FUTURE Local Coverage Determination (LCD)

Drugs and Biologicals, Coverage of, for Label and Off-Label Uses

L33394

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Proposed LCD
Proposed LCDs are works in progress that are available on the Medicare Coverage Database site for public review. Proposed LCDs are not necessarily a reflection of the current policies or practices of the contractor.
Future Effective
To see the currently-in-effect version of this document, go to the section.

Document Note

Note History

Contractor Information

LCD Information

Document Information

Source LCD ID
N/A
LCD ID
L33394
Original ICD-9 LCD ID
Not Applicable
LCD Title
Drugs and Biologicals, Coverage of, for Label and Off-Label Uses
Proposed LCD in Comment Period
N/A
Source Proposed LCD
DL33394
Original Effective Date
For services performed on or after 10/01/2015
Revision Effective Date
For services performed on or after 08/01/2024
Revision Ending Date
N/A
Retirement Date
N/A
Notice Period Start Date
06/13/2024
Notice Period End Date
07/31/2024
AMA CPT / ADA CDT / AHA NUBC Copyright Statement

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Fee schedules, relative value units, conversion factors and/or related components are not assigned by the AMA, are not part of CPT, and the AMA is not recommending their use. The AMA does not directly or indirectly practice medicine or dispense medical services. The AMA assumes no liability for data contained or not contained herein.

Current Dental Terminology © 2023 American Dental Association. All rights reserved.

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Issue

Issue Description

An off-label/unlabeled use of a drug is defined as a use for a non-FDA approved indication, that is, one that is not listed on the drug's official label/prescribing information. An indication is defined as a diagnosis, illness, injury, syndrome, condition, or other clinical parameter for which a drug may be given. Off-label use is further defined as giving the drug in a way that deviates significantly from the labeled prescribing information for a particular indication. This includes but is not necessarily limited to, dosage, route of administration, duration and frequency of administration, and population to whom the drug would be administered. Drugs used for indications other than those in the approved labeling may be covered under Medicare if it is determined that the use is medically accepted, taking into consideration the major drug compendia, authoritative medical literatures and/or accepted standards of medical practice. Determinations as to whether medication is reasonable and necessary for an individual patient are made on appeal on the same basis as all other such determinations (i.e., with support from the peer-reviewed literature, with the advice of medical consultants, with reference to accepted standards of medical practice, and in consideration of the medical circumstance of the individual case).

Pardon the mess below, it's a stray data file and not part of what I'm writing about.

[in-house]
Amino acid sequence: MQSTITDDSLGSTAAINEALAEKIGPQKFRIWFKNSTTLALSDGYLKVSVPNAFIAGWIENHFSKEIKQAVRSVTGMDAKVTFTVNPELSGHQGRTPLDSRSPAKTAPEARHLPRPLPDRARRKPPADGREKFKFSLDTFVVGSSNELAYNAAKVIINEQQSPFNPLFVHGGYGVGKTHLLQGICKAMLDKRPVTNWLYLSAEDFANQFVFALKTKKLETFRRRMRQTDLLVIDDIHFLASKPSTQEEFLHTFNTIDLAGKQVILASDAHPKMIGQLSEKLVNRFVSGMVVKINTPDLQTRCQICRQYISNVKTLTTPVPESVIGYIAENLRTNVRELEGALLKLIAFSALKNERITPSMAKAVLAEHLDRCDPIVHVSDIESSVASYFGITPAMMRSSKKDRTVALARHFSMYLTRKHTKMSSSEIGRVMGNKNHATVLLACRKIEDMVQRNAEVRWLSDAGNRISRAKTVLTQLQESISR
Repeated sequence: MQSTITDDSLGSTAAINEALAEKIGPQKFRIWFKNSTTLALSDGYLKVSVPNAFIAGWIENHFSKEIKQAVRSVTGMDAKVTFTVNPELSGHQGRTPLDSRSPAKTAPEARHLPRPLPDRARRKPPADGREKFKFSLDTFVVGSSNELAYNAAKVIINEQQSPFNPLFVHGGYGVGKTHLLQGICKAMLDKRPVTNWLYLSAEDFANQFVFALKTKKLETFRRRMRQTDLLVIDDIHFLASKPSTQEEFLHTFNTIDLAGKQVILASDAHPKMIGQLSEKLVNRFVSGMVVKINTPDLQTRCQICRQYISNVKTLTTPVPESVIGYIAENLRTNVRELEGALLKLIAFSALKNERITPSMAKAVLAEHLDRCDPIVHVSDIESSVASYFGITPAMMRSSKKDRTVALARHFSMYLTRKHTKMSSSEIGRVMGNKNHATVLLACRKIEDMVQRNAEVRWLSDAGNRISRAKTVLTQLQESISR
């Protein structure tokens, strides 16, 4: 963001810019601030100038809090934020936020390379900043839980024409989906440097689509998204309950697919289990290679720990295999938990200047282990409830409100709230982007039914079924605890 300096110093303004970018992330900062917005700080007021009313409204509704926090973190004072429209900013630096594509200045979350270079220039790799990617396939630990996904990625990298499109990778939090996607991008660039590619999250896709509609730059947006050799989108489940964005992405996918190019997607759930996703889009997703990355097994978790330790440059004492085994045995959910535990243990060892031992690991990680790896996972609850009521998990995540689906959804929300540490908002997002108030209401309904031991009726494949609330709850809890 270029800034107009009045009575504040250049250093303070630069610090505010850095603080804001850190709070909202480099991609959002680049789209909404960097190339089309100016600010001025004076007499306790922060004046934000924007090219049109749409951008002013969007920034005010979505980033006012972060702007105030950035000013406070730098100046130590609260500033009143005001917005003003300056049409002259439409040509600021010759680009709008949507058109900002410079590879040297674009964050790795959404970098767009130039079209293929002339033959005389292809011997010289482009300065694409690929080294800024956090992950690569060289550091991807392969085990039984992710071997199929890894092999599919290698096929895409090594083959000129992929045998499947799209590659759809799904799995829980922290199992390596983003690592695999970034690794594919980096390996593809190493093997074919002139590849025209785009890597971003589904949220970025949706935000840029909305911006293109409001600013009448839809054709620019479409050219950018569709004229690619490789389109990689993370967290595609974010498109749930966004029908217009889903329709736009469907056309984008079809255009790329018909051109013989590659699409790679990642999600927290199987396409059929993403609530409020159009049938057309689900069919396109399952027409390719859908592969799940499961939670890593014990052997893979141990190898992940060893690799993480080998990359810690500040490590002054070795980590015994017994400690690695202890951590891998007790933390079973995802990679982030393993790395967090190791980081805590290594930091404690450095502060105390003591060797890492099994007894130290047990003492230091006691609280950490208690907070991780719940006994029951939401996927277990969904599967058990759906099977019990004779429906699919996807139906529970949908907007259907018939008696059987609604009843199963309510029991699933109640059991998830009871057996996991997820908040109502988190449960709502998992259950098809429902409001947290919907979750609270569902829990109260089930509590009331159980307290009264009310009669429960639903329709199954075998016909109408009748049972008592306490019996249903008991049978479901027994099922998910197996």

Based on Pub 100-02, Chapter 15, Section 50.4.5 D and Pub 100-02, Chapter 15, Section 50.4.5 B, the Bortezomib article which represents 100% antineoplastic drugs is being removed from this LCD. Also, new off-label use for Infliximab has been added.

Issue - Explanation of Change Between Proposed LCD and Final LCD

CMS National Coverage Policy

Language quoted from Centers for Medicare and Medicaid Services (CMS), National Coverage Determinations (NCDs) and coverage provisions in interpretive manuals is italicized throughout the policy. NCDs and coverage provisions in interpretive manuals are not subject to the LCD Review Process (42 CFR 405.860[b] and 42 CFR 426 [Subpart D]). In addition, an administrative law judge may not review an NCD. See Section 1869(f)(1)(A)(i) of the Social Security Act.

Unless otherwise specified, italicized text represents quotation from one or more of the following CMS sources:

Title XVIII of the Social Security Act (SSA):

Section 1862(a)(1)(A) excludes expenses incurred for items or services which are not reasonable and necessary for the diagnosis or treatment of illness or injury or to improve the functioning of a malformed body member.

Section 1833(e) prohibits Medicare payment for any claim which lacks the necessary information to process the claim.

CMS Publications

CMS Publication Pub 100-02, Medicare Benefit Policy Manual, Chapter 15:

    50 - Drugs and Biologicals
    50.4.5 - Off-Label Use of Drugs and Biologicals in an Anti-Cancer Chemotherapeutic Regimen

CMS Publication 100-04, Medicare Claims Processing Manual, Chapter 17:

    10 - Payment Rules for Drugs and Biologicals

Coverage Guidance

Coverage Indications, Limitations, and/or Medical Necessity

Abstract: